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A National Innovation System for New Zealand

Thursday, 22 June 2000, 9:35am, Annual Meeting of Senior Executives of University Research Offices and University Companies, held at Massey University, Palmerston North.
Speech Notes

Weaving Together the Strands:
A National Innovation System for New Zealand

Researchers, in whatever discipline, know that any complex phenomenon is the product of a number of components, each with its own complex logic but nevertheless entwined with the others.

So it is with a national innovation system.

‘National innovation systems’ are the analytical constructs that analysts and practitioners of science policy have in recent years begun using in order to make sense of their area of study.

At the heart of this construct are three assumptions:
 that the conduct of science and research can be understood to connected by way of a ‘system’ with many inter-connected parts;
 that underpinning the workings of this system is a particular culture -- an ‘innovation’ culture, with its own inherent values; and
 that this system for a variety of reasons can be thought to exist in distinct forms – of varying levels of developments – from nation to nation.

The nationally specific aspect of ‘innovation system’ creates both opportunities and challenges. On the one hand, the emerging global economy provides New Zealand the opportunity to tap into the global knowledge base. We currently only carry out around 0.13% of the total global investment in science and technology. That means that there’s 99.87% that we don’t do!

On the other hand, to gain access to this global knowledge base we need to build our networks and develop collaboration opportunities. Studies show that those countries with the strongest performance in research and development themselves are also those who can most quickly and effectively assimilate overseas innovations. We need to improve the ability of our scientists and technologists to tap into the global knowledge base.

A strong and coherent national innovation system is therefore valuable not only in its own right but it also functions as our entry-point to an overarching global innovation super-system.

In speaking to you today I want to emphasise three strands of New Zealand’s national innovation system, all of which this Government aims to develop and enhance. These are:
 Private sector investment in research and development;
 The tertiary sector’s contribution to innovation; and
 The interface between these and other components of the system.


New Zealand’s total R&D expenditure as a percentage of gross domestic product is only half the average for countries in the OECD. This Government is doing its part to improve this by restoring the target of raising public funding of R&D to 0.8% of GDP by 2010.

But we also need to improve New Zealand's private sector investment in research and development, which is very low by international terms -- about one quarter or at best one third of the western world average. This Government has been determined to support business investment in R&D, rather than just complaining about the lack of it.

Labour's pre-election policy was to use tax deductions to stimulate R&D in the private sector. We proposed to allow full deductibility of R&D in the year of expenditure. But with the advice available to us in Government, and some feedback from innovators in the business community, we have decided a grants scheme is likely to be a somewhat more effective policy.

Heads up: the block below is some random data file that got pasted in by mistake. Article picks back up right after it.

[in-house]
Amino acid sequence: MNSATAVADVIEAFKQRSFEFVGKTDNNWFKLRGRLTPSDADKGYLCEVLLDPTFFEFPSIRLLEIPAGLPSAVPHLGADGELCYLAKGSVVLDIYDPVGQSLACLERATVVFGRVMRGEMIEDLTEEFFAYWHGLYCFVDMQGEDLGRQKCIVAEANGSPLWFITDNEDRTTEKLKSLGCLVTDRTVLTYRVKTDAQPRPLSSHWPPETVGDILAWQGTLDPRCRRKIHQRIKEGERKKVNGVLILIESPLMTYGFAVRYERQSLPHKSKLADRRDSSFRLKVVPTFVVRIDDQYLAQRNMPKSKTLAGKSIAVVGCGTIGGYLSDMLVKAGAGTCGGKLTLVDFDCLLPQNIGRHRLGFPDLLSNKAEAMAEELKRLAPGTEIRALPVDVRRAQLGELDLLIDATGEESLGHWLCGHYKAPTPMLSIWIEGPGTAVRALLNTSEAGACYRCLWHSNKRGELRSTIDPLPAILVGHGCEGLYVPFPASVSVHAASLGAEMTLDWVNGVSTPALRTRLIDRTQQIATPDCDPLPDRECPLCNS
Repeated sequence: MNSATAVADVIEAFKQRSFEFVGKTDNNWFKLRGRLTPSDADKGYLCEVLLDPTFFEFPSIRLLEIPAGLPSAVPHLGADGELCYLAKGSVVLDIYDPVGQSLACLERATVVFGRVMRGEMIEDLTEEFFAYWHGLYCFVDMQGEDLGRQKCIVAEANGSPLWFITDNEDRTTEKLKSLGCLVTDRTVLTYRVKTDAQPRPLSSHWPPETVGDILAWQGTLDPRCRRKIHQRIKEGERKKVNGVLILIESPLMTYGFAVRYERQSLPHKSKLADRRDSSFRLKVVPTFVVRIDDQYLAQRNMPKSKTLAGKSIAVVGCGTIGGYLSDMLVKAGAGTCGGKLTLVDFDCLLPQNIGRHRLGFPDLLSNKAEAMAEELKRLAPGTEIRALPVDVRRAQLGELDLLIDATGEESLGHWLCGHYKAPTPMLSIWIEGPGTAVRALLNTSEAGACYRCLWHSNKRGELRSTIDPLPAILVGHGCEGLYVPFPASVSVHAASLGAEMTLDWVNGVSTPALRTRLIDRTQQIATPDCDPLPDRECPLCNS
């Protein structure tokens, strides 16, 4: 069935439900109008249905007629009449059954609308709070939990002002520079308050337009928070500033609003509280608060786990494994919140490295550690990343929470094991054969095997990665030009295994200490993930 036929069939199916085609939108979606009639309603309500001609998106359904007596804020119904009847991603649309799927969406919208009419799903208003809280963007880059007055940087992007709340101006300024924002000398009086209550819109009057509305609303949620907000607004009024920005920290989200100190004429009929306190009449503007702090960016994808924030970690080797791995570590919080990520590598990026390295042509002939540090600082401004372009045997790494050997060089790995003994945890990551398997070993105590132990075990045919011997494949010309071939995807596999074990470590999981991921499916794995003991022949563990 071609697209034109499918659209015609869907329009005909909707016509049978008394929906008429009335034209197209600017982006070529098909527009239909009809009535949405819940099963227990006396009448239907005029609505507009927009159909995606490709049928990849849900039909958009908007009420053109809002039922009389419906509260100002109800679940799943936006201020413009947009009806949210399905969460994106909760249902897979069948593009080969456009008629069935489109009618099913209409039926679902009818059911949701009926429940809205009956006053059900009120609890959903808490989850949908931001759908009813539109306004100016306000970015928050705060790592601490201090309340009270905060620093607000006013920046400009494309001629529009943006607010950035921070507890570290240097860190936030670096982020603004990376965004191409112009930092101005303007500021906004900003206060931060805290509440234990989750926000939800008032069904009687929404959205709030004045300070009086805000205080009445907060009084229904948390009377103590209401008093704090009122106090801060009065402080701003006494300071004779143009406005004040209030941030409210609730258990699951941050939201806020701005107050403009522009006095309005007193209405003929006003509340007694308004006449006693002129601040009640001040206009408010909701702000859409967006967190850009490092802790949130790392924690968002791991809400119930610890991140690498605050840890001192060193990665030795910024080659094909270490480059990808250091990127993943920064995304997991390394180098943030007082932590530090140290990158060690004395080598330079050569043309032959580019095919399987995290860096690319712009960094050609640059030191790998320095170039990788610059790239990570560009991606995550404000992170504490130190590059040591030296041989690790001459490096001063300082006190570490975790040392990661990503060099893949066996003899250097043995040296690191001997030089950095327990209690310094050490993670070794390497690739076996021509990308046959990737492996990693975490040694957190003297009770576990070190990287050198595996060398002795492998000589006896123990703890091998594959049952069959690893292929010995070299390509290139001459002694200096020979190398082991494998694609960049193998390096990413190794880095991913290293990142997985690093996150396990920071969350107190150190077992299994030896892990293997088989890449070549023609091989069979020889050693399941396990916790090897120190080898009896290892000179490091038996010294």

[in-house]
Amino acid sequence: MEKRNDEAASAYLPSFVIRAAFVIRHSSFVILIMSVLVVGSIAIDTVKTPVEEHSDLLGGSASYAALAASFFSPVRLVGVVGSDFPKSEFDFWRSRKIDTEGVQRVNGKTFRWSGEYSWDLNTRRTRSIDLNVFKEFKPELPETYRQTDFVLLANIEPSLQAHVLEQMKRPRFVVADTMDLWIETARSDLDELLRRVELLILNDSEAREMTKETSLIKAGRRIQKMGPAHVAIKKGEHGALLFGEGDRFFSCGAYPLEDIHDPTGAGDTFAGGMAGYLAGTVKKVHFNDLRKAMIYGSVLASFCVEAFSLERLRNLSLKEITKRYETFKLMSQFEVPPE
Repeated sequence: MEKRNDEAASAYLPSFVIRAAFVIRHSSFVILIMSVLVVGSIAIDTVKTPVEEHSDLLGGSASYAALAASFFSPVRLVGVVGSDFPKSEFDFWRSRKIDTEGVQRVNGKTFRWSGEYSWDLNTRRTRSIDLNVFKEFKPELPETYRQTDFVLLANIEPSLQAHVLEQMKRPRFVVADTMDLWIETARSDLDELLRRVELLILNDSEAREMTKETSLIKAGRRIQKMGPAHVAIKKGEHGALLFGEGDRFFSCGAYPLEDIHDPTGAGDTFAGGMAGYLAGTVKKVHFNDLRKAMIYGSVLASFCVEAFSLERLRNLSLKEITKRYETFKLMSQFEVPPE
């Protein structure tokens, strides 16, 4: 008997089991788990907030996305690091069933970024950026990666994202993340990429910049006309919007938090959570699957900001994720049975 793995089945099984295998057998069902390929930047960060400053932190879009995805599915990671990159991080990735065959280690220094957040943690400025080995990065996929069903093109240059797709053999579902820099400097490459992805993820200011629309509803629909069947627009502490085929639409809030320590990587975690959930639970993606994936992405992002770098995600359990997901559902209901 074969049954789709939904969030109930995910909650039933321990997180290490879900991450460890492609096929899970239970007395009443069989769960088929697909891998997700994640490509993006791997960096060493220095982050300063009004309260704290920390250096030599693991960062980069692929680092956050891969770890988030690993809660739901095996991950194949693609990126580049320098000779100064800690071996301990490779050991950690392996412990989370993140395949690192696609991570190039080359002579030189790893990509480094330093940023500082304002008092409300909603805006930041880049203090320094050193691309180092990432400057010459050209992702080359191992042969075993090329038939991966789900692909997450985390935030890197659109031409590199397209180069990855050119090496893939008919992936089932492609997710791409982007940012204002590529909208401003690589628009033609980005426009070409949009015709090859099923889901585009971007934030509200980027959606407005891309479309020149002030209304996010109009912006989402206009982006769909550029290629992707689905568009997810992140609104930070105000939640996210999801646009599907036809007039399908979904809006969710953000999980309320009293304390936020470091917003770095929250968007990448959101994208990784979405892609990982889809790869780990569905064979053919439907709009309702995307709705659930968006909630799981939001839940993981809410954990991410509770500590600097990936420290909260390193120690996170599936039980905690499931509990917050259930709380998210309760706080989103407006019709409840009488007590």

There has been a bit of criticism of that decision in the last week or so, much of it based on a poor understanding of the tax situation for R&D, both in New Zealand and internationally.

It is claimed has that Australia allows a 125% deduction of R&D spending and Britain 150%. Why can't New Zealand offer just 100%?

Well, we do. R&D costs on a company's revenue account are immediately 100% deductible. Scientific research costs on capital account are also immediately 100% deductible. The difference comes with some other capital expenditure on development, which is currently depreciated over the life of the asset rather than decuctible immediately. It is still, ultimately, 100% deductible, so the difference is one of timing.

We did consider allowing immediate deductibility of those R&D investments that are depreciated. But it became clear that a grants scheme has some significant advantages over that.

For a start, it allows us to help innovation-based businesses at the stage they most need help – at start-up. Tax breaks won't necessarily allow that. They're no use if you're still in a loss-making investment phase and you're not yet paying tax. Start-ups need cash now, not cash later.

Moreover, wity grants the Government knows that it's actually getting some new R&D for the taxpayers' money it's investing. With tax breaks, the overseas experience is that while you might well get some new R&D happening, you also get a lot of reclassification of existing business activity in pursuit of tax relief rather than innovation.

This in turn leads invariably to escalating compliance costs as tax regimes that allow more than 100% deductibility grow complex layers of tests and qualifications to combat creative reclassification of activities as R&D. To protect the integrity of the tax base, the hurdles on the path to a deduction can't be too easy to leap. So you end up with companies failing to pursue the higher deduction, even if they might be eligible, because of the compliance costs involved in securing it.

I would also point out that the Australian and British schemes don't come without strings attached. The UK does not offer 150% deductibility of R&D across the board, as commentators have tended to suggest. In fact only a segment of companies are eligible, and then only for new and additional R&D.